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"Science Can Explain..."

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"Science Can Explain..."

You can guess already how much I dislike this kind of headline: Science Can Explain Why Some Songs Are Universal. (This might be behind the Wall Street Journal paywall, in which case you might try Googling the headline.)
To eliminate the biases of culture, sexism, music perception and Western scholarship, the researchers used a machine learning algorithm to sift musical data for significant patterns, cross-checked by musicologists and more than 30,000 listeners recruited through online crowdsourcing.
Those damned Western scholars! Always biased about something.
To start, they drew on ethnographic reports documenting 315 cultures around the world that had been collected at Yale University. For more precise analysis, they then focused on music behavior in 60 especially well-documented societies, coding mentions of singing for 60 variables ranging from the age and sex of the singer to the time of day the song was performed and whether the singer was in costume.
Clearly the age and sex of the singer, the time of day and what the singer wore are crucial elements telling us ... uh, what, exactly? Certainly nothing about universal elements in song.
“We wanted to build data sets that properly sample human cultural and geographic diversity,” said Manvir Singh, a cognitive and evolutionary anthropologist at Harvard University, who was a co-author of the study. “But there is no standard way to represent music across cultures.”
See, now, this seems like the foggiest of foggy thinking. Obviously that shibboleth of cultural progressivism, "diversity" has mucked up the project from the beginning (and another, sex, was also lurking). I wish I knew what could possibly be meant by "there is no standard way to represent music across cultures." Western music notation has become the international standard largely because there is no good alternative.
In sifting the data, the scientists asked music experts and people with no musical expertise to listen to snippets of songs and then categorize each as a lullaby, a dance, a healing song or a love song based on acoustic features such as tempo, rhythm and pitch. To cross-check the results, they also used a sorting algorithm to match music to behavior.
So they picked obvious and wide categories, all linked to obvious and wide categories of behaviour, crunched a lot of data and, I'm guessing because they don't share a single specific bit of results with us in this article, end up with the earth-shaking discovery that lullabies (the world over!) are usually quiet and soothing, while dances are more dynamic with a strong pulse. Amirite?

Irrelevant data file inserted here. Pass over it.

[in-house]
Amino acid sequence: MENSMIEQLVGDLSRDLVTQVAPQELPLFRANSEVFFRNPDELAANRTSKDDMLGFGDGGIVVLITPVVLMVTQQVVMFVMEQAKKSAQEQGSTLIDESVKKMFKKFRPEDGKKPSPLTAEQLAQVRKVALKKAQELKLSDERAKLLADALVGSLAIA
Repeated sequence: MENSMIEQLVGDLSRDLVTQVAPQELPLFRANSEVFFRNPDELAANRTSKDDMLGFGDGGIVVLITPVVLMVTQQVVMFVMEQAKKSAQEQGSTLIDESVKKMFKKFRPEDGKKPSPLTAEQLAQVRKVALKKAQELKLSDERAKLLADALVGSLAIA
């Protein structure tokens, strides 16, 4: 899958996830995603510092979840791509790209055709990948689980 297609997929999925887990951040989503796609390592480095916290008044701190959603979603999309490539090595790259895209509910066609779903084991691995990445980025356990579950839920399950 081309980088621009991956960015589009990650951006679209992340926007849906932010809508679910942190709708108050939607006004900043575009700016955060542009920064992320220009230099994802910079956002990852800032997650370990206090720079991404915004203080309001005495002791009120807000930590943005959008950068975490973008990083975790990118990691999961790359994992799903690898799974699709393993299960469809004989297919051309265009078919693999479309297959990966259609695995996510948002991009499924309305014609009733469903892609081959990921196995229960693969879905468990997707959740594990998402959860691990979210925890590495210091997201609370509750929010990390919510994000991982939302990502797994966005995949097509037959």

These pseudo-scientific studies always seem to fall into a few obvious and wide categories themselves. This one I think we can label as Scientists Contrive a Laborious and Data-Heavy Study to Conclude Something That Musicians Have Known for Millennia. In every one of these studies the two common elements are first, a disparagement of regular music scholarship and second, the surreptitious insertion of the necessary progressive demands of diversity, inclusiveness and equality.

After that we need a Brahms lullaby:


UPDATE: From a Colby Cosh column in the National Post I find what I think is a link to the study. Here is an abstract of their conclusions:
Music is in fact universal: It exists in every society (both with and without words), varies more within than between societies, regularly supports certain types of behavior, and has acoustic features that are systematically related to the goals and responses of singers and listeners. But music is not a fixed biological response with a single prototypical adaptive function: It is produced worldwide in diverse behavioral contexts that vary in formality, arousal, and religiosity. Music does appear to be tied to specific perceptual, cognitive, and affective faculties, including language (all societies put words to their songs), motor control (people in all societies dance), auditory analysis (all musical systems have signatures of tonality), and aesthetics (their melodies and rhythms are balanced between monotony and chaos). These analyses show how applying the tools of computational social science to rich bodies of humanistic data can reveal both universal features and patterns of variability in culture, addressing long-standing debates about each.
That just prompts a lot more questions than it answers! The fact that music exists in every society means that it is universal? Well, in that extremely broad sense, so is clothing, eating utensils, language, hierarchical structures and every other element and aspect of human behaviour. That is to say, the term "universal" in this context is simply meaningless. Music is used in diverse behavioral contexts. Yep. And if they had asked I could have told them without the effort of making the study. I have no idea what they could possibly intend with the reference to "formality," "arousal," and "religiosity," but presumably that is explained in the text. Here is a good one: "all musical systems have signatures of tonality." What exactly do they mean by that? All music is tonal? What is meant by "tonal"? Well, whatever is meant by it, it certainly does not include moment form, John Cage and myriads of other music. This just confirms my belief that "applying the tools of computational social science to rich bodies of humanistic data" will not only reveal nothing we didn't know before, but will be misleading and tend to deceive us about what we do and don't know. Aren't all these kinds of studies and projects just make-work for underemployed scientists?


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